Cinny Kennard, Senior Vice President of Programming for Smithsonian Media, is an award-winning broadcast journalist and media executive who served as managing director/managing editor of NPR West from 2003 to 2009. As part of her broad leadership responsibilities, she had editorial and operational oversight of the facility, including two daily programs, News & Notes and Day to Day. She built NPR West from 20 to nearly 90 full-time employees. Previously, she served as an executive project director and journalism professor at the USC Annenberg School for Communication & Journalism, and prior to that was a CBS News correspondent based at various times in Los Angeles, London and Moscow.
Kennard has launched several projects aimed at improving broadcast journalism, including Reliable Resources, the $1.5 million Pew Charitable Trust/USC Annenberg project to improve broadcast television political coverage. She is a co-founder and executive board member of the Carole Kneeland Project for Responsible Television Journalism, and will serve as a jury member for the 2015 Alfred I. duPont-Columbia University Award for excellence in broadcast journalism, returning after serving in the duPont Award jury from 2000 to 2008.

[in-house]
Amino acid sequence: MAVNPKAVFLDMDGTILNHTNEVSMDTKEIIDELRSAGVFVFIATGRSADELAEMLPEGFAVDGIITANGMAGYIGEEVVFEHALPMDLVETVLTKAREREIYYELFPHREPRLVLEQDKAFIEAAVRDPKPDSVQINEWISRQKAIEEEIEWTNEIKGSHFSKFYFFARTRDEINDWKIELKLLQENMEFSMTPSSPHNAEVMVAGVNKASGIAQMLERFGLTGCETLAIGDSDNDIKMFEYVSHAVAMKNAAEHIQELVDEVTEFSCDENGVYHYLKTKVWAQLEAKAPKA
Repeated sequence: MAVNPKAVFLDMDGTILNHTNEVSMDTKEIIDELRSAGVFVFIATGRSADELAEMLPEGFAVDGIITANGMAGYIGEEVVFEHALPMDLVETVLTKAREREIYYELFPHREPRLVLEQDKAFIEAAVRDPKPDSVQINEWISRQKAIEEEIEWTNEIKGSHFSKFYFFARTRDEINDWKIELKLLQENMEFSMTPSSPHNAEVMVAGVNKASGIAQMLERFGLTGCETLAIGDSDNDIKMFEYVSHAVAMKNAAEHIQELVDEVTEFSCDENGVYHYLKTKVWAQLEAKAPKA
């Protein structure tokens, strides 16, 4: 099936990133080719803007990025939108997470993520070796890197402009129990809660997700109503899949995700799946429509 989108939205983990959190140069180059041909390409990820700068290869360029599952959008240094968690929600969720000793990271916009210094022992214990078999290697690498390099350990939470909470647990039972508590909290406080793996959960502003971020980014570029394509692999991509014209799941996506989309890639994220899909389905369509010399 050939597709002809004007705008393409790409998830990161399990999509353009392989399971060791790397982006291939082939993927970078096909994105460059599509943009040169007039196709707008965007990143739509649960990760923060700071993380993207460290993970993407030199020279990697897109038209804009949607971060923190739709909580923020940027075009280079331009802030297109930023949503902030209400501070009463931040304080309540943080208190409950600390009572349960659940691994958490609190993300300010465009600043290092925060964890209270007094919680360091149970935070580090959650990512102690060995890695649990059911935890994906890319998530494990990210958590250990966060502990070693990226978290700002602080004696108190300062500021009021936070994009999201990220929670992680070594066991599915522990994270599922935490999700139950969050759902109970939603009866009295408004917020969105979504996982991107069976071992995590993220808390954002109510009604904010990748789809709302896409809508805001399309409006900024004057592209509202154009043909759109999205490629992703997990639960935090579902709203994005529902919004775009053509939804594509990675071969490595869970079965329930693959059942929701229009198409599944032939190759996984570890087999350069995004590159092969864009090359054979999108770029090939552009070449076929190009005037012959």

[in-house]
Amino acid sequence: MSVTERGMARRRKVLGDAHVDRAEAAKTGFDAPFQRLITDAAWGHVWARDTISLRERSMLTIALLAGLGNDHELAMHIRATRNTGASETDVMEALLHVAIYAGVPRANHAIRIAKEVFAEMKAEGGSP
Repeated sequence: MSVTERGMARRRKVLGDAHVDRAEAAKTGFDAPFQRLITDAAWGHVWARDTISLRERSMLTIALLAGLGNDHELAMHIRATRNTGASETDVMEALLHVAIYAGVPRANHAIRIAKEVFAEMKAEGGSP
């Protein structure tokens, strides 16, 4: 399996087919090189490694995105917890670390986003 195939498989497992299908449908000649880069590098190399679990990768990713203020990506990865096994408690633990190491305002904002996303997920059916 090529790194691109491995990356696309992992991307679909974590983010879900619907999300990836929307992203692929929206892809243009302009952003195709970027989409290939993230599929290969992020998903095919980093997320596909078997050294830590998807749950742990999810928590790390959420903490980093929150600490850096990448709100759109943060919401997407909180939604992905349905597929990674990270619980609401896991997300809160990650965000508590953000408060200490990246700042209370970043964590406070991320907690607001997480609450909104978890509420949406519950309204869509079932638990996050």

As a senior fellow, Kennard spearheads CCLP's Women and Communication Leadership initiative.
Contact Kennard at email@example.com or (213) 821-0060.
Blog Posts by Cinny Kennard
Cinny Kennard In the News
In response to the change in leadership involving military forces in Afghanistan, WorldNews has created a library of videos on President Obama and his leadership during the war. The website features the CCLP's "Global Communication Forum on Obama's Afghanistan: The Media and the War" with Senior Fellow Cinny Kennard.
The Huffington Post featured a piece by Senior Fellow Cinny Kennard on ABC News' announcement that Christiane Amanpour will host the Sunday morning talk show stalwart "This Week" beginning in August. Kennard wrote, "For those of us who have complained about the dumbing-down of news on television, declared journalism dead or carped about too few women in leading roles on TV news programs, it's time to celebrate."